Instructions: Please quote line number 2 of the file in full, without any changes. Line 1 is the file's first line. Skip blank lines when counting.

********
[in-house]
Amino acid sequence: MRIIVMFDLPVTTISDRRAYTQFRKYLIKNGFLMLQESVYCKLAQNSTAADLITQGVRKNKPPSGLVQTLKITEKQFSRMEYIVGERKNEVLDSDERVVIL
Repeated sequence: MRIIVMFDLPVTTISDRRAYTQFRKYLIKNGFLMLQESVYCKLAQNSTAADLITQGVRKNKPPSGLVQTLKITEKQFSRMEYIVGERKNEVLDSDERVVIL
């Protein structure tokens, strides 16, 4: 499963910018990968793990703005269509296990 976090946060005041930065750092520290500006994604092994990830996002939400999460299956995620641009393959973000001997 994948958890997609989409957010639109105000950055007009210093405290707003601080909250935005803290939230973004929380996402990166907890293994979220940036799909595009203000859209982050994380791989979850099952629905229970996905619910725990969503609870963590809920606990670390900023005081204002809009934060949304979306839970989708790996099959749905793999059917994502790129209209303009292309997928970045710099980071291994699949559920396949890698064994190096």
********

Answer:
Amino acid sequence: MRIIVMFDLPVTTISDRRAYTQFRKYLIKNGFLMLQESVYCKLAQNSTAADLITQGVRKNKPPSGLVQTLKITEKQFSRMEYIVGERKNEVLDSDERVVIL